This opinion will be unpublished and
may not be cited except as provided by
Minn. Stat. § 480A.08, subd. 3 (2000).
STATE OF MINNESOTA
IN COURT OF APPEALS
Anastasia M. Farman, petitioner,
David C. Farman,
Filed July 10, 2001
G. Barry Anderson, Judge
John R. Jesperson, Jesperson Law Office, 1012 Grain Exchange Building, 400 South Fourth Street, Minneapolis, MN 55415 (for respondent)
U N P U B L I S H E D O P I N I O N
G. BARRY ANDERSON, Judge
Appellant Anastasia M. Farman and respondent David C. Farman both filed post-dissolution motions concerning visitation and child support issues. Mother contends that the district court erred by awarding father compensatory visitation, retroactively waiving child support arrearages, improperly ordering mother to give her address and phone number to father, and denying mother’s requests for a continuance and to proceed in forma pauperis. We affirm in part, reverse in part, and remand.
The parties dissolved their marriage in 1998. The parties have two children, D.F. (born in 1992) and K.F. (born in 1994). Father lives in Minnesota, and mother and children live in Florida.
Father has a history of violence and anger towards mother. Domestic abuse occurred during the marriage in front of the children. Hennepin County court services recommended that mother be granted sole physical and legal custody of the children and recommended that father (1) have supervised visitation for periods of no more than four hours; (2) complete a parenting education program; and (3) participate in an anger management program.
The dissolution judgment awarded sole physical and legal custody of the children to mother and ordered father to pay child support in the amount of $435 per month. Due to mother’s impending move to Florida, the parties stipulated to a schedule alternating visitation between Florida and Minnesota. The judgment provided that visitation was to occur on the third weekend of each month, from 10:00 a.m. to 7:00 p.m. on Saturday and Sunday, with no overnights. One month, mother was responsible for bringing the children to Minnesota and paying transportation costs for herself and the children. The next month, father would travel to Florida and pay his own transportation costs. If father failed to travel to Florida one month, mother was relieved of the obligation to travel to Minnesota the following month. If mother failed to produce the children for a scheduled visit in Florida, father could deduct from the next month’s child support “the cost of his airfare plus one weekend motel and car rental for his visit with the children in Florida, provided he verifies those costs with receipts * * *.”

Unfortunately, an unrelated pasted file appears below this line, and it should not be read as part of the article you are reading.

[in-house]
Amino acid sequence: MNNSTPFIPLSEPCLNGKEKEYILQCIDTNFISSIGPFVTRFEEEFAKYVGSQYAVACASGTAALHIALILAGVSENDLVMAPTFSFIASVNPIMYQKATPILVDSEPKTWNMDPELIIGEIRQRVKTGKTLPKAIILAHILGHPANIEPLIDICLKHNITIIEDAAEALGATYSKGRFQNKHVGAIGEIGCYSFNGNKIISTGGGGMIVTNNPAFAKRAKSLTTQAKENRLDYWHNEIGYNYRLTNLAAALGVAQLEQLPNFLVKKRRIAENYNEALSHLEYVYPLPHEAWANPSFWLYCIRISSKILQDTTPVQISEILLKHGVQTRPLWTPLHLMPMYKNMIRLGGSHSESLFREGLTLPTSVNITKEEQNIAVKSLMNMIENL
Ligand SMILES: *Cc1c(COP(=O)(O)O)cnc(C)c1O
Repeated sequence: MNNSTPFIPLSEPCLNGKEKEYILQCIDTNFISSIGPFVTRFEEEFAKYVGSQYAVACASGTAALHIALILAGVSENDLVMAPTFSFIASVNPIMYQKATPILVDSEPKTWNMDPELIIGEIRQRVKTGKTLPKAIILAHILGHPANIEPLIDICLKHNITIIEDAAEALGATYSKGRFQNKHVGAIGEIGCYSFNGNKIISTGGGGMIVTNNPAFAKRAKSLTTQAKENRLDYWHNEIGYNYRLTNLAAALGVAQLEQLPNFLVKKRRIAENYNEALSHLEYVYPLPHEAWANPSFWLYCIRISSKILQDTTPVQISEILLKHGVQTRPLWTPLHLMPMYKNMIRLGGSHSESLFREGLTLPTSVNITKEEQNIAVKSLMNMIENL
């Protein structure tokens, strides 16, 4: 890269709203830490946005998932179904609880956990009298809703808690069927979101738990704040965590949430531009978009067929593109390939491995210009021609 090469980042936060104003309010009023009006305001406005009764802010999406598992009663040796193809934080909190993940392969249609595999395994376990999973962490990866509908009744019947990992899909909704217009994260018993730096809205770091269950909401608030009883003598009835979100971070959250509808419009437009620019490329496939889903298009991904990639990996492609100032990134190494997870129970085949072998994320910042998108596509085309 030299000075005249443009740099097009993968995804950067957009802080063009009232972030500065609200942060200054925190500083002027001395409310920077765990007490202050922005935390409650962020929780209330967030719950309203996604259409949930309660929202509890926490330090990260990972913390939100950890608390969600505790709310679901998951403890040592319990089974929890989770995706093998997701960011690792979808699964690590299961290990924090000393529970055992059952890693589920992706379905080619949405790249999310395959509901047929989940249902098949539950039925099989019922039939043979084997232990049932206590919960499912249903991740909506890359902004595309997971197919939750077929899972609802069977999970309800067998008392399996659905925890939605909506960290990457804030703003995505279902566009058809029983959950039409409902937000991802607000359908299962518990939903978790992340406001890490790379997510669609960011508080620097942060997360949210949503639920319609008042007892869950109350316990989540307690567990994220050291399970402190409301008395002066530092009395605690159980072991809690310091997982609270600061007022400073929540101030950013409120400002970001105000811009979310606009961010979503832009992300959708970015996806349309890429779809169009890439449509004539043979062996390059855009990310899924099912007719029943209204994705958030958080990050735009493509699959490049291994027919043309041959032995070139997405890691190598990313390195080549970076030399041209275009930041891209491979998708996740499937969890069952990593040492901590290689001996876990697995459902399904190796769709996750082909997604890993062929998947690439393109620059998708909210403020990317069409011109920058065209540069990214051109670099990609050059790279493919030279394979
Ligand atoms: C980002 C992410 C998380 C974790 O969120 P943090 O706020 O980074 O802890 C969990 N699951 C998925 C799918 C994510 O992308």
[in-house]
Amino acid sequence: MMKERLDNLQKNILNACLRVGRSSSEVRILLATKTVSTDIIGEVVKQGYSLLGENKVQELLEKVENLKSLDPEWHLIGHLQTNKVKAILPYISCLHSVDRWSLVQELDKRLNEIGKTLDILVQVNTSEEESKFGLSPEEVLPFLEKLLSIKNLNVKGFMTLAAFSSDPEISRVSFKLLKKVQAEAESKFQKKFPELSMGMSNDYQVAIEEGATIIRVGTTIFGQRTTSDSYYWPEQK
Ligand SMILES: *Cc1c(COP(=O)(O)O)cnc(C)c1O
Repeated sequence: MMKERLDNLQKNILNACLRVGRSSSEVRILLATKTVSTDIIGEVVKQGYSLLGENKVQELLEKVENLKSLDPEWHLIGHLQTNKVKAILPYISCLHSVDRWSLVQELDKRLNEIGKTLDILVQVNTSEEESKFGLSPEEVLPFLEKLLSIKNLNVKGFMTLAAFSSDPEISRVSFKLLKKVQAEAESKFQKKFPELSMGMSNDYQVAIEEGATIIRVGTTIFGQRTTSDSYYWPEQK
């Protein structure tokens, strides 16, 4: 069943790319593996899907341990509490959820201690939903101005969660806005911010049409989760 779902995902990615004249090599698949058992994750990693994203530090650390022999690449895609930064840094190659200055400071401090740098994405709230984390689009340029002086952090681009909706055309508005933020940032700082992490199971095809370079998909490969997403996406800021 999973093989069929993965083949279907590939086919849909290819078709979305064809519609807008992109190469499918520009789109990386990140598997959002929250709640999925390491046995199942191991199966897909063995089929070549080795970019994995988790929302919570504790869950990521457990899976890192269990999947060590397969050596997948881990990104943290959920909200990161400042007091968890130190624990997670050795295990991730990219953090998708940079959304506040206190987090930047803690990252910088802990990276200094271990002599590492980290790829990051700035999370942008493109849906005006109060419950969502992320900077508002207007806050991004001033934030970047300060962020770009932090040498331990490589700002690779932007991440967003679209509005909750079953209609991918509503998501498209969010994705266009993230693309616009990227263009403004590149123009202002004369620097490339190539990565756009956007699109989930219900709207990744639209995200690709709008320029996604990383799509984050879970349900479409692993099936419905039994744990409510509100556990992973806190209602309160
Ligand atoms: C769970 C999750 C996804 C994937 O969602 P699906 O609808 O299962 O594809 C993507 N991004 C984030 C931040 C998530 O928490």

The judgment also provided that neither party could be under the influence of drugs or alcohol while with the children, neither party could talk negatively to or about the other party to the children or in front of the children, and that mother was not required to disclose her address or telephone number to father. Father was to contact mother and the children through a third party, whose name, address, and telephone number were provided in the decree.